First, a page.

With a common heritage as former colonies of Europe, why did the United States so outstrip Latin America in terms of economic development in the nineteenth century? In this innovative study, Camilla Townsend challenges the traditional view that North Americans succeeded because of better attitudes toward work—the Protestant work ethic—and argues instead that they prospered because of differences in attitudes towards workers that evolved in the colonial era.
Townsend builds her study around workers' lives in two very similar port cities in the 1820s and 1830s. Through the eyes of the young Frederick Douglass in Baltimore, Maryland, and an Indian woman named Ana Yagual in Guayaquil, Ecuador, she shows how differing attitudes towards race and class in North and South America affected local ways of doing business. This empirical research significantly clarifies the relationship between economic culture and racial identity and its long-term effects.
One day as Spain's colonies sat poised on the edge of their independence, the Indian woman María Magdalena decided to leave her home of many years and head for the city of Guayaquil with her young daughter, Ana Yagual. Together they departed from the coastal fishing village where they had lived in great hardship and began a sixty-mile journey up the River Guayas. They went partway on foot and partway by raft. Along both sides of the river, leafy plants touched the gray water. Wherever mangrove bushes grew, they were perfectly reflected in the calm of the río, making it almost impossible to tell where the water began and ended.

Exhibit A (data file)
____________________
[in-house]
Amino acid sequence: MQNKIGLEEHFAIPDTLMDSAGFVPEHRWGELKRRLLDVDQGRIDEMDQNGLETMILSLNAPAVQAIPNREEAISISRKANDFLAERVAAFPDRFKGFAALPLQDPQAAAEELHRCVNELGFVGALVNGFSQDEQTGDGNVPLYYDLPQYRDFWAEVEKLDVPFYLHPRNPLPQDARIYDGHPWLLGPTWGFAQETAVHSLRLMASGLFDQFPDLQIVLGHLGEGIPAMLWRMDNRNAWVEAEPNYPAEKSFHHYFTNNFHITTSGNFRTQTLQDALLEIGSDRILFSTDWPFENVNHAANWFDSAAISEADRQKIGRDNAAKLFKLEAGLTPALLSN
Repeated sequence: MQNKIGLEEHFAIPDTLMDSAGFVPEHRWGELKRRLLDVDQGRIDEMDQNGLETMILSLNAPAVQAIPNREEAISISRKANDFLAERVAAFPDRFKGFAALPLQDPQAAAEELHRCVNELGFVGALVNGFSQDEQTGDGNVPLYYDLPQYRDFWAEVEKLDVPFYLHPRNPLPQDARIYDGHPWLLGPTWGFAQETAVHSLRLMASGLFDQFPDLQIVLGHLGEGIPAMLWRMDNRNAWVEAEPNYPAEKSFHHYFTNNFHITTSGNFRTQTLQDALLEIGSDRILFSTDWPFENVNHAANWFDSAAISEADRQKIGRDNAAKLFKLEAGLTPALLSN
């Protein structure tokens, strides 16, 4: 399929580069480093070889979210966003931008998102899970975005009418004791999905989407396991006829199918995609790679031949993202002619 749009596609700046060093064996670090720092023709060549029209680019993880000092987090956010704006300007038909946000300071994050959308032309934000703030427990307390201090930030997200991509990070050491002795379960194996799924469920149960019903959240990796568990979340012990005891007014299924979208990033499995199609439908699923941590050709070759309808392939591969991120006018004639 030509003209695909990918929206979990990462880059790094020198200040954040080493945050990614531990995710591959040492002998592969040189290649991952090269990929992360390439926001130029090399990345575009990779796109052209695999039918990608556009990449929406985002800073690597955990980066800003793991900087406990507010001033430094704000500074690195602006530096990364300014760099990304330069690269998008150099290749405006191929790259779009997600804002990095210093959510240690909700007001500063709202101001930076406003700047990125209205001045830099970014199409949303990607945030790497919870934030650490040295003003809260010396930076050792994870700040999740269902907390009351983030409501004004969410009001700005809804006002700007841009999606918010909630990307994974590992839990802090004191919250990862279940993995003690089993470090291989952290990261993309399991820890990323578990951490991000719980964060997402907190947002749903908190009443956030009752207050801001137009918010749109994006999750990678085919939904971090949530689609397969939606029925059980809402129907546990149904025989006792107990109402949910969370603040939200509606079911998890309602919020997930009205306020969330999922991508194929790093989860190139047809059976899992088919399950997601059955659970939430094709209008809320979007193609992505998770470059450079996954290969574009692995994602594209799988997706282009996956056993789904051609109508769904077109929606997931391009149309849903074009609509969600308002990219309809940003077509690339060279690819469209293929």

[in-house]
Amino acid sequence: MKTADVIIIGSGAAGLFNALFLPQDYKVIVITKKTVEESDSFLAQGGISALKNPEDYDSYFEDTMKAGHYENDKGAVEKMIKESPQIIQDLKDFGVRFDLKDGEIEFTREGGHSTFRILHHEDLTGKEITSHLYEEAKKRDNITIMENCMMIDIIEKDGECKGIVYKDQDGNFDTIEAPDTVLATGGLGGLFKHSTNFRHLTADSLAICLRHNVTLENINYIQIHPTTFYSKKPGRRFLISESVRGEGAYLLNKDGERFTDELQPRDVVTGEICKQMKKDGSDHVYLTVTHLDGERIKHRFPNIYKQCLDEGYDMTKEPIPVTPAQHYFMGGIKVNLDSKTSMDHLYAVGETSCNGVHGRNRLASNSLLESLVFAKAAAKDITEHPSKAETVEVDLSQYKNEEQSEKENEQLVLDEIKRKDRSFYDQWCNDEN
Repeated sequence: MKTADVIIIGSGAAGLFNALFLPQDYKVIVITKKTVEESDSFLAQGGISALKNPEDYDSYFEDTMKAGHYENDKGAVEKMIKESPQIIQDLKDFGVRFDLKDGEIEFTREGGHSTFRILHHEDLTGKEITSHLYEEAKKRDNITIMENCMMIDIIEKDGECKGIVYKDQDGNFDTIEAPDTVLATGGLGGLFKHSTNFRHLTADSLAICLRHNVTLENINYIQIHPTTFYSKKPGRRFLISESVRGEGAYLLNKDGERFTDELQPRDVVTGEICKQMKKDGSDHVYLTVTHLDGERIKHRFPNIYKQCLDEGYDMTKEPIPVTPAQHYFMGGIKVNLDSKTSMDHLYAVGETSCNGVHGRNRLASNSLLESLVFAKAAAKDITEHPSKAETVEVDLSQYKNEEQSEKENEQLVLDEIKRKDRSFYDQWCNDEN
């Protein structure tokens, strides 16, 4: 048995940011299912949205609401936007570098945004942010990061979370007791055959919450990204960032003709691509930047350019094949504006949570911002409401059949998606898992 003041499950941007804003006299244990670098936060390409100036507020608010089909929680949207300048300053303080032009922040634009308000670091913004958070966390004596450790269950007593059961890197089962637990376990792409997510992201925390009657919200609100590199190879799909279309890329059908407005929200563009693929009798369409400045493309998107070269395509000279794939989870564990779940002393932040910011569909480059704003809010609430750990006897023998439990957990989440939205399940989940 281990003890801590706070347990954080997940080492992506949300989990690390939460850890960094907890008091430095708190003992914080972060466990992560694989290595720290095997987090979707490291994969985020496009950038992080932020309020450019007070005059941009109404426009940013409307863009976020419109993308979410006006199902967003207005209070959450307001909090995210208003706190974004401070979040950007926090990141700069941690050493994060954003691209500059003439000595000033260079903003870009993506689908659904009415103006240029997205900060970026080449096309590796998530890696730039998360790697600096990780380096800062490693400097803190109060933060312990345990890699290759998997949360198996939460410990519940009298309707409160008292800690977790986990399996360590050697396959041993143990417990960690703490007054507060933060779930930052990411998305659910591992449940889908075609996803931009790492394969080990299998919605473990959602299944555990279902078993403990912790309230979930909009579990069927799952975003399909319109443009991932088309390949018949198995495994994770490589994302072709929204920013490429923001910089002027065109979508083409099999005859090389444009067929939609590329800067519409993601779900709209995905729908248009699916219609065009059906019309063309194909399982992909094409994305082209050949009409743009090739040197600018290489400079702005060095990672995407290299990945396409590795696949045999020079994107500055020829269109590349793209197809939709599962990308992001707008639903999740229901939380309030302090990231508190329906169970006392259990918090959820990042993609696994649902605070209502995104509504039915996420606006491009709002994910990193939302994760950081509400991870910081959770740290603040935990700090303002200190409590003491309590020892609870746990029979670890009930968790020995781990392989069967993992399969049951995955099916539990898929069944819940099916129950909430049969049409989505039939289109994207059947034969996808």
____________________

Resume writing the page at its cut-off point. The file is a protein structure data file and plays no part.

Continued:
To avoid answering questions, many newcomers waited until after dark to approach the city. Perched on rafts and boats, they stared at the populous riverbank, for at night the town appeared almost magical. Two horizontal rows of lights glittered for half a mile, the bottom row cast by street lamps and the top by lights in the upper floors of the stately white houses lining the shore. Giant palm trees grew along the river's edge. Those who waited on the water could hear strains of music clearly. To the right, at the foot of green hills, people who lived on balsas or small boats had lit fires aboard their crafts, and the sound of their laughing and talking floated across the surface of the water. Canoes darted in and out expertly, as if the darkness were no obstacle. The sight even made an impression on wealthy and well-traveled foreigners standing on the decks of big ships. "It was late in the evening when we came to anchor off the city, and I never beheld a more brilliant view than the one before us."
But the lights shimmered almost too brightly. Another visitor later warned: "And when you finally reach the end of your voyage and stop before the vision of an enchanted city looking in from the outside, then if you want to keep your illusion unbroken and your poetic memories intact, you must not enter." Either María Magdalena had never been to this world before or she did know something of it yet felt prepared to negotiate its pitfalls. She chose to enter, heading up one of the estuaries toward the outskirts of town, where she would make her home, with Ana Yagual right behind her.